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Upgrading Improperly Installed Audio at St. Nicholas, Part 1

Paul Garner, principal with Christian Sound Installations in Valrico, Fla., discusses upgrading an improperly installed audio system inside a historical church. 10/20/2011 6:20 AM Eastern

Upgrading Improperly Installed Audio at St. Nicholas, Part 1

Oct 20, 2011 10:20 AM, With Bennett Liles




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When Christian Sound Installations was called to update the sound system in St. Nicholas Church in Tarpon Springs, Fla., they found ceiling speakers in the walls and HVAC louvers being used to direct sound. Paul Garner is here to tell us how they fixed it all with a complete revamp, coming right up on the SVC Podcast.

Paul, thanks for being with us here on the SVC Podcast from Christian Sound Installations in Valrico, Fla. Give us a little background on CSI here. How long has the company been around and what does CSI do?

We started this business in 2009 and we're a complete design service installation of satelliting and video as a installation contractor for primarily the houses of worship industry. [Timestamp: 1:1]

And that’s still a booming business. A lot of AV stuff going on in churches and it’s not just the big guys anymore. We see a lot of more sophisticated sound and video systems being installed in mid-sized and even smaller churches with the technology that’s available now. So, with the St. Nicholas Church in Tarpon Springs, Fla. you really had your work cut out. What was your first impression when you got the call on this one and saw what they had?

The church originally was constructed in 1942 as a cathedral and back then of course the architecture of that era was a lot different than it is today. And the system that was installed probably somewhere on line between when it was built and I think was late 60’s early 70’s. The system, in my opinion, was improperly installed from the beginning because the speakers were mounted in the walls in about 16ft. off the floor facing across each other if you can imagine that—the speakers just facing each other across the sanctuary which at the very least was causing some face cancellation and when you combine that with the fact that the room had a over a six-second reverb with several standing waves in the frequency range it just made for a horrible, horrible unintelligible room. [Timestamp: 2:3]

Well, it sounds like you were in a good spot for sound if you were on top of the wall at least.

Yeah, I guess. If you like noise it was a great spot to stand because that’s about all you could hear. [Timestamp: 2:4]

Yeah, I read where the speakers were up high and just blasting toward each other instead of down into the congregation.

Yeah that’s correct.

Well, they trusted you to figure this out and give them a better sound situation. So how did you explain the problem and what they needed to the non-technical people in the church?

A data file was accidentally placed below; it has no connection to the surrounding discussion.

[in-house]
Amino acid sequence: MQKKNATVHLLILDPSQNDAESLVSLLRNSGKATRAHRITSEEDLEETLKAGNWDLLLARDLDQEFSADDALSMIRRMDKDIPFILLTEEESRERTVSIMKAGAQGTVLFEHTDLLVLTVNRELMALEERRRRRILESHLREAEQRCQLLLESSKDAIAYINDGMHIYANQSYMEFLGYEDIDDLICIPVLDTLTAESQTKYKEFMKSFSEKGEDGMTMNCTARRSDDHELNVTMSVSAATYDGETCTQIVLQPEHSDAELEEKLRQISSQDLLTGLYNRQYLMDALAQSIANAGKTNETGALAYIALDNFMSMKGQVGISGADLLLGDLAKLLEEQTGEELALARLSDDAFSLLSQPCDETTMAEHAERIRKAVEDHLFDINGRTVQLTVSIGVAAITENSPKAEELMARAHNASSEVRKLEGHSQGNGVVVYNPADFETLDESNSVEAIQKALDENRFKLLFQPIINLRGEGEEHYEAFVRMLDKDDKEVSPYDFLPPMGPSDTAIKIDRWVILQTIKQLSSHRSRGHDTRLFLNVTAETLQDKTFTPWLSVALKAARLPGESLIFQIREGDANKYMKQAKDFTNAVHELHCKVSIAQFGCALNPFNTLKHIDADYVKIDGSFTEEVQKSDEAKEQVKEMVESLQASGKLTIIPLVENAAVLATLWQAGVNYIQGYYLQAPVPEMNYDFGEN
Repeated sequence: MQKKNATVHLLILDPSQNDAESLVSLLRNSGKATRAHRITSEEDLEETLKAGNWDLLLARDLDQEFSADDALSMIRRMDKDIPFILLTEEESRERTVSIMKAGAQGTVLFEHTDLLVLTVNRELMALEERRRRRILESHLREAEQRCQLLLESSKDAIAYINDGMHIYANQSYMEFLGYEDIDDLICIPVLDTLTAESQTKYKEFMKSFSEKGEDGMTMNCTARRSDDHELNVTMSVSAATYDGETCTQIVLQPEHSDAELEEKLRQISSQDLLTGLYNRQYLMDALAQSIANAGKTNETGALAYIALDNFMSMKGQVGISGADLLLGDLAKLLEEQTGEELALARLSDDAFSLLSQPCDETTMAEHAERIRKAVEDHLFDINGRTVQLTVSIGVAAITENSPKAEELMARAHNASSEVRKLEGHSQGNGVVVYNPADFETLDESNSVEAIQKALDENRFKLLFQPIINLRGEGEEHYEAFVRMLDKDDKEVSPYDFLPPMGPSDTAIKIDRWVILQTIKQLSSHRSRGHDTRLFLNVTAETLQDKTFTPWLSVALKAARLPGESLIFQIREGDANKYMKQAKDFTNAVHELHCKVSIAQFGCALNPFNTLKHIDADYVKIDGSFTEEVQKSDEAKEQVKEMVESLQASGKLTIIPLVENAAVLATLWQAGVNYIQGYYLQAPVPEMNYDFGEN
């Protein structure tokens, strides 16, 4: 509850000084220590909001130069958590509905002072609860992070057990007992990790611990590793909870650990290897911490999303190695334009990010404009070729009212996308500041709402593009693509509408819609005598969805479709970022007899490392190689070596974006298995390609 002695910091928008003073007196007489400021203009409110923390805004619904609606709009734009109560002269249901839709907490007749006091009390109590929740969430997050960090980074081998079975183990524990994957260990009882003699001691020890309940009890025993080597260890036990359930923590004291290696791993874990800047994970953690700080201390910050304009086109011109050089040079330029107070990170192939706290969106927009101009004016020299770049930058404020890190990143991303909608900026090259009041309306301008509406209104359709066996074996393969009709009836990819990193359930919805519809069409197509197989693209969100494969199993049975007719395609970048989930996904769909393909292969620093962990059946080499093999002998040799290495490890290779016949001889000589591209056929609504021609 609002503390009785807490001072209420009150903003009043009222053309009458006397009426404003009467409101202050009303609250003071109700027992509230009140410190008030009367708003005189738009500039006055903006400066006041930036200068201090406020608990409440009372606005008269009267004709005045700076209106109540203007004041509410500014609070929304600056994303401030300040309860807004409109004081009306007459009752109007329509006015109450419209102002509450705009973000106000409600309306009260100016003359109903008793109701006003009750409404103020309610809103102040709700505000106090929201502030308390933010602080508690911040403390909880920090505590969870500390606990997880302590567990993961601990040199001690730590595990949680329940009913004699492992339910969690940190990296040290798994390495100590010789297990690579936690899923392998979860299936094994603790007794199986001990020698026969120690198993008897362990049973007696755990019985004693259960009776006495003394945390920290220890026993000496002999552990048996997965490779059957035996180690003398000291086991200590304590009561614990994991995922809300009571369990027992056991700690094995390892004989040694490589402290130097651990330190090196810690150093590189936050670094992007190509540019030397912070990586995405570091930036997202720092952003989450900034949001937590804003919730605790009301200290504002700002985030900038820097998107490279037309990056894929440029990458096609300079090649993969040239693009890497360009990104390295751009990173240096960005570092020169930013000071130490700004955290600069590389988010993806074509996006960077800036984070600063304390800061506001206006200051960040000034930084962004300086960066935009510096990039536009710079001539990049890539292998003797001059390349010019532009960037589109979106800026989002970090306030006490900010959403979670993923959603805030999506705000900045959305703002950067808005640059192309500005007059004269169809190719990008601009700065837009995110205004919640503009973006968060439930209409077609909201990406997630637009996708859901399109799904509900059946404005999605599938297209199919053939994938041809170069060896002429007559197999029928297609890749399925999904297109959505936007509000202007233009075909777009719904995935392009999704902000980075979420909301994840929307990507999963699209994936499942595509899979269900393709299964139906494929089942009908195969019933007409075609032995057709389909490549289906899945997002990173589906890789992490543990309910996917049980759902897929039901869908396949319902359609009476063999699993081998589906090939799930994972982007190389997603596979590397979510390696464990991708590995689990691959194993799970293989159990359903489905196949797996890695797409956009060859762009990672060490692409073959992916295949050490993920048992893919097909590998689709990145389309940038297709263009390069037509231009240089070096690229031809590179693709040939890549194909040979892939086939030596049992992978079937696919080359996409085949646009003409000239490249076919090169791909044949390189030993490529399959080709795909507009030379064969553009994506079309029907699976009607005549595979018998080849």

Well it was easy on this project because the sound was so bad that they already knew that they couldn’t understand anything that was being said by the priest but I think the way that we really brought it to them was by bringing the proposed system out, setting it up in a temporary setup condition as close as possible to how it would be installed so they could actually hear the difference. This was the real selling point. The system really spoke for itself when they could walk from the front of the church to the back of the church and the levels were not only clear and intelligent, the level of intelligibility was there, but the volume level was the same with this type of system. [Timestamp: 3:39]

And there’s no substitute for being able to actually put a demo system in and show the clients exactly how much of an improvement they can have.

Absolutely, absolutely.

Now this church is on the National Register of Historic Places and obviously that presented some challenges. What sort of restrictions did that listing impose on the project?

Well, having the church listed on the Historical Registry was no doubt a challenge. They didn’t want to see any of the speakers—of course we couldn’t change any of the architectural look of the church—they wouldn’t let us do any acoustical treatments to the walls or anything at all that would obviously help that acoustical environment and they just wanted the system to be as transparent as possible as most churches do, but in this type of a cathedral sanctuary it was a very, very high priority to make it as transparent as we could get it. [Timestamp: 4:32]


Upgrading Improperly Installed Audio at St. Nicholas, Part 1

Oct 20, 2011 10:20 AM, With Bennett Liles




And that can be more or less a challenge depending on their worship style. How do they have their services set up?